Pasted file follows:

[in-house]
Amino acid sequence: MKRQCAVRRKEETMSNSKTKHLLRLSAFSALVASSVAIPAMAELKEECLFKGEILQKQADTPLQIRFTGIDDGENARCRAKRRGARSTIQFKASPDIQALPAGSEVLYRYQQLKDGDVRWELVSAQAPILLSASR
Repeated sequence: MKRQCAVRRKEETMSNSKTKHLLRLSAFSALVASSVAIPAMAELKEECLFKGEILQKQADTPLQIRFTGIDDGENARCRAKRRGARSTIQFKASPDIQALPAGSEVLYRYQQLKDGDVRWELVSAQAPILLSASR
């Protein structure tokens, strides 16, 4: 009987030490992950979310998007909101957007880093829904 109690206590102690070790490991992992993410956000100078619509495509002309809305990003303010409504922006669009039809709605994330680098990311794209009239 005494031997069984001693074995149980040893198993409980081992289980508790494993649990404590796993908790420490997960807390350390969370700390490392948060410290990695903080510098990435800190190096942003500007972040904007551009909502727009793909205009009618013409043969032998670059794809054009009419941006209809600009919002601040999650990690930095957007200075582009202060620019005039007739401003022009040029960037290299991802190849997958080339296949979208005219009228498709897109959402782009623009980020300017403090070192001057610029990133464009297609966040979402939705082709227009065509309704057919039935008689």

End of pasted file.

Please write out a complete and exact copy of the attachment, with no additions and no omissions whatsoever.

[in-house]
Amino acid sequence: MKRQCAVRRKEETMSNSKTKHLLRLSAFSALVASSVAIPAMAELKEECLFKGEILQKQADTPLQIRFTGIDDGENARCRAKRRGARSTIQFKASPDIQALPAGSEVLYRYQQLKDGDVRWELVSAQAPILLSASR
Repeated sequence: MKRQCAVRRKEETMSNSKTKHLLRLSAFSALVASSVAIPAMAELKEECLFKGEILQKQADTPLQIRFTGIDDGENARCRAKRRGARSTIQFKASPDIQALPAGSEVLYRYQQLKDGDVRWELVSAQAPILLSASR
């Protein structure tokens, strides 16, 4: 009987030490992950979310998007909101957007880093829904 109690206590102690070790490991992992993410956000100078619509495509002309809305990003303010409504922006669009039809709605994330680098990311794209009239 005494031997069984001693074995149980040893198993409980081992289980508790494993649990404590796993908790420490997960807390350390969370700390490392948060410290990695903080510098990435800190190096942003500007972040904007551009909502727009793909205009009618013409043969032998670059794809054009009419941006209809600009919002601040999650990690930095957007200075582009202060620019005039007739401003022009040029960037290299991802190849997958080339296949979208005219009228498709897109959402782009623009980020300017403090070192001057610029990133464009297609966040979402939705082709227009065509309704057919039935008689």